For an instrument that was designed in the USA and manufactured in Vietnam, I was pleasantly surprised by the overall quality. It’s nice to see that the idea was carried through and implemented well, and done with all solid woods. I have high standards when it comes to quality and I couldn’t find much in the way of flaws, not even glue squeeze-out inside the box or sloppy finish anywhere. This is a very clean piece and at the price-point, it’s way better than I would have expected. The only odd things I found were the string holes in the bridge that looked like they were drilled absent mindedly and one of the tuners was a little tight and it could be the post hole wasn’t drilled as well as the others. The spruce top on this uke is a very nice piece of wood and it has very consistent silking, it was definitely cut well. The neck joint is perfect, no gaps between body and neck and no sloppy finish at all. The bridge looks just as clean, it was mated well to the spruce top and aside from the misaligned holes it shows solid workmanship. The frets were also very well dressed and leveled. I never would have guessed that this was a hand made uke if someone handed it to me, it’s super clean inside and out and doesn’t show any tool marks.
This is a well built uke and I think it will last a lifetime if properly cared for. My only concern would be the neck joint at the body. I confirmed with Pepe that the neck does not have a reinforcement rod and I would be worried about the possibility of the neck bowing in the future. This may be a non-issue and I don’t know enough about building ukes to pass judgement so I’ll leave it as a worry on my part and trust that Pepe knows what he’s doing. The polyester finish reminds me of a Kanilea and seems to be tough as nails. I don’t get the feeling that this is a fragile uke either which is good since it is marketed as “portable.”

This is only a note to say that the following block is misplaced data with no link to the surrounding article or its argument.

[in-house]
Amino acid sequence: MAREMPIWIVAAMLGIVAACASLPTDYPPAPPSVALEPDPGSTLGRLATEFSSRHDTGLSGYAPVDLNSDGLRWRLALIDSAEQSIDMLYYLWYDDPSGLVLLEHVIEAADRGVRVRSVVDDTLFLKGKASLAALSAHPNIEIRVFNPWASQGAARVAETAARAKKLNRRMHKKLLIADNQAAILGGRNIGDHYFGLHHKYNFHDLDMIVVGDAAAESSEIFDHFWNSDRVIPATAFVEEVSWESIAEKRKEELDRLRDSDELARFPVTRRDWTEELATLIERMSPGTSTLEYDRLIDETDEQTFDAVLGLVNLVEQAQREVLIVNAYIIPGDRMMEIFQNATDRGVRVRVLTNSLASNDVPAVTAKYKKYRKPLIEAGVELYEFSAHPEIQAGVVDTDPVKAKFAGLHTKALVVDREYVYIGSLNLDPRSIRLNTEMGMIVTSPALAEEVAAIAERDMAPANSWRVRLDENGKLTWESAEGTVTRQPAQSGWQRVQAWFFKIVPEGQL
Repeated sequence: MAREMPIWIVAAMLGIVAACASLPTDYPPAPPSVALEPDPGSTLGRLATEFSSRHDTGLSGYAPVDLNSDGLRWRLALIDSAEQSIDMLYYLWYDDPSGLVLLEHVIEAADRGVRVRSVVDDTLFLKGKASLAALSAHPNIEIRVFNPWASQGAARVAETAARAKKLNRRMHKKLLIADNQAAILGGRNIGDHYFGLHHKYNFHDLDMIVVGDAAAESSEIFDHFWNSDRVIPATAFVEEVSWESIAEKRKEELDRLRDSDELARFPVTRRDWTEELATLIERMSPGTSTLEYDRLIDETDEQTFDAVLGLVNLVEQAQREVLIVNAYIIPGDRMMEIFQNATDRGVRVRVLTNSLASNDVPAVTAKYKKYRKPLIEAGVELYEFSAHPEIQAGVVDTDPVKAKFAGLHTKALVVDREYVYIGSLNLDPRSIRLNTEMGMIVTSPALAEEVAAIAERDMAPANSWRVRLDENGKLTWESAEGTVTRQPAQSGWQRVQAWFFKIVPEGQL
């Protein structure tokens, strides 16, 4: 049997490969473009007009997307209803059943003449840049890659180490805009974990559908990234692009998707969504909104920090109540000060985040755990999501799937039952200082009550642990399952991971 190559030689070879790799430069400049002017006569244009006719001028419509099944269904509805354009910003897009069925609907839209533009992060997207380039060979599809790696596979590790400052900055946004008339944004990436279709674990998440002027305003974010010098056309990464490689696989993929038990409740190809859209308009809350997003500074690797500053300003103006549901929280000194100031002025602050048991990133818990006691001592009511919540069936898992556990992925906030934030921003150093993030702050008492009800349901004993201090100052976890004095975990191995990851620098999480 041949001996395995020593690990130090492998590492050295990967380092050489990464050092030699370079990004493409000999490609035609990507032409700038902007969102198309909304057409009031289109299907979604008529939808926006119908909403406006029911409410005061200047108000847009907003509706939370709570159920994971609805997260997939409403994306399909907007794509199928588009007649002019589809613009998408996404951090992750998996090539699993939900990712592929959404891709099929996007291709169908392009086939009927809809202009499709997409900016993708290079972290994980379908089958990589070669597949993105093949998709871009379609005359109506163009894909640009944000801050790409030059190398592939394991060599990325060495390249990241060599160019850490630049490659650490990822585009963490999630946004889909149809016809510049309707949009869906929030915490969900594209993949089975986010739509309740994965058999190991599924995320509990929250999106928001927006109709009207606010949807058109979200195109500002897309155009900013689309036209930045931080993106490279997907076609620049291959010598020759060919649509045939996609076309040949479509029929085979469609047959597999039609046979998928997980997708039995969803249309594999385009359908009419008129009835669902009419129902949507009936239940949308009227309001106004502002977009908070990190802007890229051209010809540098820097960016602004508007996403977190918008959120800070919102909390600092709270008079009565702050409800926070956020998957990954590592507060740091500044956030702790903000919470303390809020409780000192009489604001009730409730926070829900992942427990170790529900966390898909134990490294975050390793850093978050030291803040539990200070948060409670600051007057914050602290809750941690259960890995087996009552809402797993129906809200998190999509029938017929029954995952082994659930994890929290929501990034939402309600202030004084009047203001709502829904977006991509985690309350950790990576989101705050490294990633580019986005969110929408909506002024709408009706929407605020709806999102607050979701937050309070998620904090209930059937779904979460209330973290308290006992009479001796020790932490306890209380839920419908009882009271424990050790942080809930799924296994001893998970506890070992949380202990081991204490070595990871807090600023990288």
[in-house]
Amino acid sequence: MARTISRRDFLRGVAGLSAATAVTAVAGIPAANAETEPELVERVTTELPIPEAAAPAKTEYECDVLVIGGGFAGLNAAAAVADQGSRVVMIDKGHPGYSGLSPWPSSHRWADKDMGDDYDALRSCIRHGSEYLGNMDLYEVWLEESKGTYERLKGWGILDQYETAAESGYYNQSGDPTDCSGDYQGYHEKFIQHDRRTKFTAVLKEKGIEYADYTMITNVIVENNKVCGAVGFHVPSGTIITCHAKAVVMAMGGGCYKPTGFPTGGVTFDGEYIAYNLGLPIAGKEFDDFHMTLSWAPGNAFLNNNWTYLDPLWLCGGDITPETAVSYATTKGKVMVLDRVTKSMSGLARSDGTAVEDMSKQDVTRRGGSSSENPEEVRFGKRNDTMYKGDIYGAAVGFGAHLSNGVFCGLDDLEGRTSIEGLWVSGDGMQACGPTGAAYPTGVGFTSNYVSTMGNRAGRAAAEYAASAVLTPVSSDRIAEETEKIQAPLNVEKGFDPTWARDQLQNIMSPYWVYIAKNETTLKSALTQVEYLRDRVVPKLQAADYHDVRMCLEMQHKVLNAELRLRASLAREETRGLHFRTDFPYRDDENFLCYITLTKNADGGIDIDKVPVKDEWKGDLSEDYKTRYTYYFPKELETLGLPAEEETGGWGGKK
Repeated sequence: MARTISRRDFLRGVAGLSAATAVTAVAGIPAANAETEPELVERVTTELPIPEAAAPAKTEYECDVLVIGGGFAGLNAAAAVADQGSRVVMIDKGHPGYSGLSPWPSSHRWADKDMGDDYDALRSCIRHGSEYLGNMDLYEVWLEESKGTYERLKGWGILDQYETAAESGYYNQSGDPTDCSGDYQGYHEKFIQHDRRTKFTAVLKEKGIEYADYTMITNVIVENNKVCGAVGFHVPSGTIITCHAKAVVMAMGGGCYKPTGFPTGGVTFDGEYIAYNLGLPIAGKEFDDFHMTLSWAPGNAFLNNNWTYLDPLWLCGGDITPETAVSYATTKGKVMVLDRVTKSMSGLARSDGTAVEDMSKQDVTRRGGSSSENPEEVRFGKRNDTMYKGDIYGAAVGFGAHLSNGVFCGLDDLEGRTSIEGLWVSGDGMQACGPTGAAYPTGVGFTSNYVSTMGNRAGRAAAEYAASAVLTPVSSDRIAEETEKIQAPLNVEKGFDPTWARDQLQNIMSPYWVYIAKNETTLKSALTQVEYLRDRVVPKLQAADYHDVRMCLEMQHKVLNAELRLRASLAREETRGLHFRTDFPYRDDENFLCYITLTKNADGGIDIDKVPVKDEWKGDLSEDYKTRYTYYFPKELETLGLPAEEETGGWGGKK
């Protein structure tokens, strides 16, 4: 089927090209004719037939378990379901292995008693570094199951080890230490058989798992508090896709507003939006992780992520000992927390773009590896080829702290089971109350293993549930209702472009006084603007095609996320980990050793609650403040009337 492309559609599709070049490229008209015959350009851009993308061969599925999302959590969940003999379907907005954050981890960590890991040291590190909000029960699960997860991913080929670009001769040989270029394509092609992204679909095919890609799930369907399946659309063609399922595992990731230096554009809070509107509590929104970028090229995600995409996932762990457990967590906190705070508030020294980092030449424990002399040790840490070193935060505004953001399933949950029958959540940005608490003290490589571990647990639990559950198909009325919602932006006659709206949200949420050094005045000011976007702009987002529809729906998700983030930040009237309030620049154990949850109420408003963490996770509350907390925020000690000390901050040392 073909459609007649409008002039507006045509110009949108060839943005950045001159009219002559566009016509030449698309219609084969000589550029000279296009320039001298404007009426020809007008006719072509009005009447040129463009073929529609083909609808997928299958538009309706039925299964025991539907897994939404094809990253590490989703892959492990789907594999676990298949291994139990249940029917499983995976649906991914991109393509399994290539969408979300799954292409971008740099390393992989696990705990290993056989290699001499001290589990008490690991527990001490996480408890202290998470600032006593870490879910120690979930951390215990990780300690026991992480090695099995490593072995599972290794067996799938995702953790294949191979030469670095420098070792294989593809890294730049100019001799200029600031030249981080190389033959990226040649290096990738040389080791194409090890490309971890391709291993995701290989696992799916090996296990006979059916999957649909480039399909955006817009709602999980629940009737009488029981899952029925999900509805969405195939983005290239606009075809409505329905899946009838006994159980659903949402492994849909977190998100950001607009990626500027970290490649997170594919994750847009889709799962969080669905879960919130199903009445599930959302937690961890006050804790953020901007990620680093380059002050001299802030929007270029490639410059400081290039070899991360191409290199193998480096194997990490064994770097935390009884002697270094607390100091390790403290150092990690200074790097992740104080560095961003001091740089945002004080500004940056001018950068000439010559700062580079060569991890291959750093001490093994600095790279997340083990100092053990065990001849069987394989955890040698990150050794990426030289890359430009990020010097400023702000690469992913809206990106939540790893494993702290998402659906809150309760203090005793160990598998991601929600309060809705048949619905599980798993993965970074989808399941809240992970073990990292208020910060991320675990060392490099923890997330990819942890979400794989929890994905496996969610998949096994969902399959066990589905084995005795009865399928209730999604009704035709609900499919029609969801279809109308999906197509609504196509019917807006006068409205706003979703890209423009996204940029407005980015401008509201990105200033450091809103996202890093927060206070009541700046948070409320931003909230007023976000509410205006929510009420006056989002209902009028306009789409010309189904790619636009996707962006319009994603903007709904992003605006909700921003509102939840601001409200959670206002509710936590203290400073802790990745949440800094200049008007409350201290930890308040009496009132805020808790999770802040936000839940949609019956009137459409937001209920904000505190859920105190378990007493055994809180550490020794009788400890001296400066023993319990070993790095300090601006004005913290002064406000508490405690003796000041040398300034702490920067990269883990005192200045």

This uke is loud! It’s louder than quite a few of the “regular” bodied tenor ukes I’ve owned or played. The spruce top makes it punchy and clear and the body vibrates actively when all four strings are moving. Intonation is spot on and playability is excellent all the way up the fretboard. The highs were a nice surprise on this particular uke, they were clear and sweet and just fun to play and listen to. When playing up and down the neck it doesn’t get pinched or weak sounding on any part of the fretboard either. It feels best suited for finger picking although it does handle strumming, just to a lesser degree. A different brand of strings would probably change that and I look forward to trying some flourocarbons to see how it changes the tone and feel. The all koa version may be the better strummer out of the lineup as well. I had a smile on my face after playing for about a minute and the first comment I heard from my significant other was “that’s loud.” She doesn’t normally comment on my playing much so I took that as a telling sign
I can’t really rate this specific topic. If we are talking about a custom Pepe Romero uke then I can tell you that Pepe is amazing to deal with. He will take care of any issues/concerns with one of his instruments. He’s very down to earth and fun to talk to as well. As for Romero Creations, I’m not sure about their customer service yet but I think Pepe would take care of or at least help with any problems should they arise.
Overall Rating: 9
After factoring in the features, build quality, sound, and price I think this uke earned a high score. In my opinion I don’t think it can be beat for the money and if you’re willing to go with something a little non-traditional then this is definitely a rewarding choice. It was a little humbling to find the Tiny Tenor to be so adequate after playing and owning many high end ukes…….but also satisfying and I have a lot of respect for what these Vietnamese builders have produced. I’ll certainly still covet some high end ukes as they do offer a different depth of tone and character but the Tiny Tenor sure gives them a run for the money!
I really could have written quite a bit about this uke and I tried condensing everything as much as possible.